The Latest in Hacking Is to Set You a Chip NFC in Your Hand

In recent times we have seen how the implantation of chips in the human body could be an interesting approach to offer new options of connectivity or health monitoring. Without however this practice also It can be used for other purposes, as demonstrated by a security expert named Seth Pick who works as an engineer in the company APA Wireless.

Pick It has implemented an NFC chip in his left hand, between the thumb and the index, and this chip that has integrated its own antenna allows you to ping Android phones to try to bind to them. If the user accepts this connection is installed a malicious file that makes the attacker – in this case, pick – have access to the options of this smartphone from a remote computer. The chip has other disturbing advantage: it is undetectable at airports, and can only be seen with an x-ray.

Current security systems are not ready for this threat

This expert will display all the details of his study at the Conference Hack Miami which will take place in may, but already has advanced already had it implanted when he was working for the U.S. Army and It was never detected despite going through scanners Every day. A Security Adviser called Rod Soto together that will present the conclusions stated that “this implanted chip can basically overcome any security measure that is currently installed and we have evidence of that”.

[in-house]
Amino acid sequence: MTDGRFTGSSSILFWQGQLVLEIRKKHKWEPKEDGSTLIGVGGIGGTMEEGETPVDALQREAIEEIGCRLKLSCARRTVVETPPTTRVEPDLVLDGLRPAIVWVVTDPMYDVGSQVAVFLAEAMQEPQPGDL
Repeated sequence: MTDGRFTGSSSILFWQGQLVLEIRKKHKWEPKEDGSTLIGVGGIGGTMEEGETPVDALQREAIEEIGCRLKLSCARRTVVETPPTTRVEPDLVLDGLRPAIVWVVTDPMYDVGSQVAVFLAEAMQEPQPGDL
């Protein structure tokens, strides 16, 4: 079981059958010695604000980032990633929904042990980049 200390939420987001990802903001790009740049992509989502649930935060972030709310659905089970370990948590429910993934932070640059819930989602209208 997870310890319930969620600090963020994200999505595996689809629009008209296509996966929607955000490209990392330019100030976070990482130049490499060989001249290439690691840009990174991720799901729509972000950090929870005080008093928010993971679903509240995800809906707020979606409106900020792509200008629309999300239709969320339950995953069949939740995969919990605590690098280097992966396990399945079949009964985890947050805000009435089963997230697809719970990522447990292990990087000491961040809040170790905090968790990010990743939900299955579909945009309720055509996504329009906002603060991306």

The NFC chip implantation was rather “home”, and an “amateur unlicensed” was made for $40 in a process that is also illegal in Florida, the State where he lives pick. The chip is designed for agricultural applications and comes from the Chinese manufacturer Freevision, and has a capacity of 888 bytes that host malicious code. In the process of hacking has also a part of social engineering involved, but those responsible for the study to ensure that that process can be polished further to offer all kinds of options.

Kevin Warwick, who claims to be the first human being with an implant NFC in his body, indicating that “it is good that this type of application is assessed, and gives an idea of what is possible to do with these chips and displays some of the risks posed by”. This expert is Professor of Cybernetics at the University of Reading in the United Kingdom, and highlighted the inability of existing security systems -such as those at the airports – to detect this type of threat.